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Rendon, M. (1988). A Cognitive Unconscious?. Am. J. Psychoanal., 48(4):291-293.

(1988). American Journal of Psychoanalysis, 48(4):291-293

Editorial

A Cognitive Unconscious?

Mario Rendon, M.D.

Cognitive psychology is in the mainstream today. Cognitive psychotherapy promises more efficient and cost-effective removal of symptoms and thus attracts the attention of health services providers and third party payers. In the area of depression, so important epidemiologically, cognitive therapy has been tested and favorably compared with pharmacotherapy and “interpersonal psychotherapy” in at least one scientifically designed, large scale N.I.M.H. study. There are increasing numbers of syndromes for which cognitive therapy is being recommended.

Information processing, the core of cognitive psychology, is the present model of learning and intelligence. Previous psychoanalytic, behavioral, and developmental models, although very often contained in the building bricks of the cognitive theory, are not well integrated, their source often not being acknowledged. Computer science, of course, has taken a central place in theoretical construction, and the corresponding language is being incorporated in the conceptual armamentarium of present day psychology. Thus we hear about “central processing,” “cognitive modules,” “computational mechanisms,” and “neural hard wiring,” for example.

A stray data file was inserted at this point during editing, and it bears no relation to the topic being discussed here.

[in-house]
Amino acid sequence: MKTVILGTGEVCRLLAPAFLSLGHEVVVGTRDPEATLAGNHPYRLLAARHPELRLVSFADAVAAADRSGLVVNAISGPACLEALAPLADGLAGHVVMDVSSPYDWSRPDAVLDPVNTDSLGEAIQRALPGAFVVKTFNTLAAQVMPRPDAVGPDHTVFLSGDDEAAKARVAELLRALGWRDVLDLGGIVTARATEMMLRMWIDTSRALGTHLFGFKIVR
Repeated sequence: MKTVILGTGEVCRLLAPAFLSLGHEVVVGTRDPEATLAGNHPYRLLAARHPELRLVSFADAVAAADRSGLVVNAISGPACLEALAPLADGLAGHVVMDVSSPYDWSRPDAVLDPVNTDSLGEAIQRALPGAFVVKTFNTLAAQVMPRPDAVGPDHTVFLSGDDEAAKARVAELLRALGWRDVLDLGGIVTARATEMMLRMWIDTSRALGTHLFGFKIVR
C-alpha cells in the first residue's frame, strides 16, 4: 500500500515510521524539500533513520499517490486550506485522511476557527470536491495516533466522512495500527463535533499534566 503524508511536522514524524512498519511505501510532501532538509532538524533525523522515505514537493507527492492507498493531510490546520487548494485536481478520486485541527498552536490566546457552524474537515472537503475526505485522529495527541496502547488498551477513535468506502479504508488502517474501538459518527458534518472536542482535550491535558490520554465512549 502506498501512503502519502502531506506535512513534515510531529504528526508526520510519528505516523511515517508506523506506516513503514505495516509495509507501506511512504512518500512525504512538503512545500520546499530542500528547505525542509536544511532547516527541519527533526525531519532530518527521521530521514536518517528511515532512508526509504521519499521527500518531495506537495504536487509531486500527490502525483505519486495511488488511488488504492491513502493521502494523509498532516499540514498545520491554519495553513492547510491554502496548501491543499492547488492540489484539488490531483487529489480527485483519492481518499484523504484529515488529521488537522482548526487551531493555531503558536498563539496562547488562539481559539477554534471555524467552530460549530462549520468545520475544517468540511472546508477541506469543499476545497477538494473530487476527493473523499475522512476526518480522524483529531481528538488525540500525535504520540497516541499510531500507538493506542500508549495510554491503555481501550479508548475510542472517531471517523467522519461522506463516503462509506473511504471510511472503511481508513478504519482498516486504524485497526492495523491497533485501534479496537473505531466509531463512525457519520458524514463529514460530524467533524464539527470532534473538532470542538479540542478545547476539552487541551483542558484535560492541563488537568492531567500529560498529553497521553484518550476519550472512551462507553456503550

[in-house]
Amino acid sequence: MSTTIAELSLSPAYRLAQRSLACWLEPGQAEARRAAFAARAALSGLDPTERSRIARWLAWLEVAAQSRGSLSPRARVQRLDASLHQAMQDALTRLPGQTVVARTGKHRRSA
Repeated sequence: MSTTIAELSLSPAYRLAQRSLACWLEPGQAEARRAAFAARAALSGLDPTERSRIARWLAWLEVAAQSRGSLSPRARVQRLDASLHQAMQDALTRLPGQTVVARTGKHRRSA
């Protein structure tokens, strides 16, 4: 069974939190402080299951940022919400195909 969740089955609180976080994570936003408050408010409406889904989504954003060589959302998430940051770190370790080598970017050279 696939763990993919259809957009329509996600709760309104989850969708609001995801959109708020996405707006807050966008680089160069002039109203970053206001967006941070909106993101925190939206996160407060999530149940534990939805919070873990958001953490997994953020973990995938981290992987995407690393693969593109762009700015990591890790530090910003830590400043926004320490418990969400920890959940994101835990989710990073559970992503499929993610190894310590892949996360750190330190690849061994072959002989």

I came across the term “cognitive unconscious” while reading Gardner's book Frames of Mind: The Theory of Multiple Intelligences (1983). Gardner uses the term to denote certain “cognitive computational mechanisms,” some of which, such as face perception, we allegedly share with animals, while others, “syntactic parsing,” for example, are supposedly unique to our species. The qualifier of unconscious comes in to describe the fact that these mechanisms operate as independent, autonomous modules which are “impenetrable or encapsulated,” meaning beyond conscious reach.

As we can see, this use of the term unconscious has very little to do with its classical psychoanalytic connotation. Freud described the unconscious as a dynamic psychological phenomenon where through society kept its lid upon nature. Opposite psychological forces were thus in constant interaction, and the goal of psychoanalysis was to recover those repressed unconscious phenomena.

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